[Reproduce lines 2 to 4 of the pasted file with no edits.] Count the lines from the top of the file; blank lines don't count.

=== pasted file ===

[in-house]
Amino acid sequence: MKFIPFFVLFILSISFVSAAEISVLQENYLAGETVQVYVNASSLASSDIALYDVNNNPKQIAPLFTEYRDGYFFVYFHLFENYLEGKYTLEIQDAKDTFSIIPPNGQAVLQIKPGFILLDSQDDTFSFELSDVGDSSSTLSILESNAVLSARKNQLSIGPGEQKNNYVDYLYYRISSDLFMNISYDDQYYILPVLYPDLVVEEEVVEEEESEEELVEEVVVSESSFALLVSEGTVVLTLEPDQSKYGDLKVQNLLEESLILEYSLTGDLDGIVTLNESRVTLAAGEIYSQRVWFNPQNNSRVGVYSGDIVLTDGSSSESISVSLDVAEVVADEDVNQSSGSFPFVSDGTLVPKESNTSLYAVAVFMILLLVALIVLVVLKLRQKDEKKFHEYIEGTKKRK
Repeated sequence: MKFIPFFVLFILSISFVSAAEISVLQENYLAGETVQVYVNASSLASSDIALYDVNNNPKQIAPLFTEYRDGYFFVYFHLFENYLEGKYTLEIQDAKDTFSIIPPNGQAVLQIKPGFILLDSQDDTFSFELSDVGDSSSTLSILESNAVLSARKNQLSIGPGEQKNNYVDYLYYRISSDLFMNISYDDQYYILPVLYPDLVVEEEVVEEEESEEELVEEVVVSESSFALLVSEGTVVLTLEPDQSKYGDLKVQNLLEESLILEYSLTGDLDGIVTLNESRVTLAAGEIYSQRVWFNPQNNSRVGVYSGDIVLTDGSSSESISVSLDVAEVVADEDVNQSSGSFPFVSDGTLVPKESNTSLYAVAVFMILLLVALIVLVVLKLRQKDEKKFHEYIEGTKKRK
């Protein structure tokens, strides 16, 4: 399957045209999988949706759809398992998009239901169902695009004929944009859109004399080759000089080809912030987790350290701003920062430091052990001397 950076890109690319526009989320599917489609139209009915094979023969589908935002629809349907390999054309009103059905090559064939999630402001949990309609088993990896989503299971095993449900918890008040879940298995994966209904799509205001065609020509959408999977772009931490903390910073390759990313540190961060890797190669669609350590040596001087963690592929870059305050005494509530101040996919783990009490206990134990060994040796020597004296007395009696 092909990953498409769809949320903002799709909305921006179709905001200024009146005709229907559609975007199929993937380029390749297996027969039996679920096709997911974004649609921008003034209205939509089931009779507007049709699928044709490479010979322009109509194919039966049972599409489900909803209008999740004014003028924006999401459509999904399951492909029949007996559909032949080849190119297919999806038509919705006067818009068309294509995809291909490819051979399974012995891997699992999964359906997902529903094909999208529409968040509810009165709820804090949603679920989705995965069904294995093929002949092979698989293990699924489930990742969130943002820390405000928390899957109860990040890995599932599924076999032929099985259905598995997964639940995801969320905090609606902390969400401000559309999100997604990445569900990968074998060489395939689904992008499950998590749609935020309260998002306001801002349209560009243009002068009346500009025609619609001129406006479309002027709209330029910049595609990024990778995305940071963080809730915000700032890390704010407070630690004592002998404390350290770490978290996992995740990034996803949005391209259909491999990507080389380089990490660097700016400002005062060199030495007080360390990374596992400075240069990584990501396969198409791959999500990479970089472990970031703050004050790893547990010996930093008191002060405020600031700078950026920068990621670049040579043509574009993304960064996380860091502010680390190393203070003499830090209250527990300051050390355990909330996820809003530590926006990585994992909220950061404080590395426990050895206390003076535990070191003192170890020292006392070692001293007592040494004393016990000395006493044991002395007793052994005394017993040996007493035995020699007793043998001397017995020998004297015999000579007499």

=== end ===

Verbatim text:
Amino acid sequence: MKFIPFFVLFILSISFVSAAEISVLQENYLAGETVQVYVNASSLASSDIALYDVNNNPKQIAPLFTEYRDGYFFVYFHLFENYLEGKYTLEIQDAKDTFSIIPPNGQAVLQIKPGFILLDSQDDTFSFELSDVGDSSSTLSILESNAVLSARKNQLSIGPGEQKNNYVDYLYYRISSDLFMNISYDDQYYILPVLYPDLVVEEEVVEEEESEEELVEEVVVSESSFALLVSEGTVVLTLEPDQSKYGDLKVQNLLEESLILEYSLTGDLDGIVTLNESRVTLAAGEIYSQRVWFNPQNNSRVGVYSGDIVLTDGSSSESISVSLDVAEVVADEDVNQSSGSFPFVSDGTLVPKESNTSLYAVAVFMILLLVALIVLVVLKLRQKDEKKFHEYIEGTKKRK
Repeated sequence: MKFIPFFVLFILSISFVSAAEISVLQENYLAGETVQVYVNASSLASSDIALYDVNNNPKQIAPLFTEYRDGYFFVYFHLFENYLEGKYTLEIQDAKDTFSIIPPNGQAVLQIKPGFILLDSQDDTFSFELSDVGDSSSTLSILESNAVLSARKNQLSIGPGEQKNNYVDYLYYRISSDLFMNISYDDQYYILPVLYPDLVVEEEVVEEEESEEELVEEVVVSESSFALLVSEGTVVLTLEPDQSKYGDLKVQNLLEESLILEYSLTGDLDGIVTLNESRVTLAAGEIYSQRVWFNPQNNSRVGVYSGDIVLTDGSSSESISVSLDVAEVVADEDVNQSSGSFPFVSDGTLVPKESNTSLYAVAVFMILLLVALIVLVVLKLRQKDEKKFHEYIEGTKKRK
């Protein structure tokens, strides 16, 4: 399957045209999988949706759809398992998009239901169902695009004929944009859109004399080759000089080809912030987790350290701003920062430091052990001397 950076890109690319526009989320599917489609139209009915094979023969589908935002629809349907390999054309009103059905090559064939999630402001949990309609088993990896989503299971095993449900918890008040879940298995994966209904799509205001065609020509959408999977772009931490903390910073390759990313540190961060890797190669669609350590040596001087963690592929870059305050005494509530101040996919783990009490206990134990060994040796020597004296007395009696 092909990953498409769809949320903002799709909305921006179709905001200024009146005709229907559609975007199929993937380029390749297996027969039996679920096709997911974004649609921008003034209205939509089931009779507007049709699928044709490479010979322009109509194919039966049972599409489900909803209008999740004014003028924006999401459509999904399951492909029949007996559909032949080849190119297919999806038509919705006067818009068309294509995809291909490819051979399974012995891997699992999964359906997902529903094909999208529409968040509810009165709820804090949603679920989705995965069904294995093929002949092979698989293990699924489930990742969130943002820390405000928390899957109860990040890995599932599924076999032929099985259905598995997964639940995801969320905090609606902390969400401000559309999100997604990445569900990968074998060489395939689904992008499950998590749609935020309260998002306001801002349209560009243009002068009346500009025609619609001129406006479309002027709209330029910049595609990024990778995305940071963080809730915000700032890390704010407070630690004592002998404390350290770490978290996992995740990034996803949005391209259909491999990507080389380089990490660097700016400002005062060199030495007080360390990374596992400075240069990584990501396969198409791959999500990479970089472990970031703050004050790893547990010996930093008191002060405020600031700078950026920068990621670049040579043509574009993304960064996380860091502010680390190393203070003499830090209250527990300051050390355990909330996820809003530590926006990585994992909220950061404080590395426990050895206390003076535990070191003192170890020292006392070692001293007592040494004393016990000395006493044991002395007793052994005394017993040996007493035995020699007793043998001397017995020998004297015999000579007499």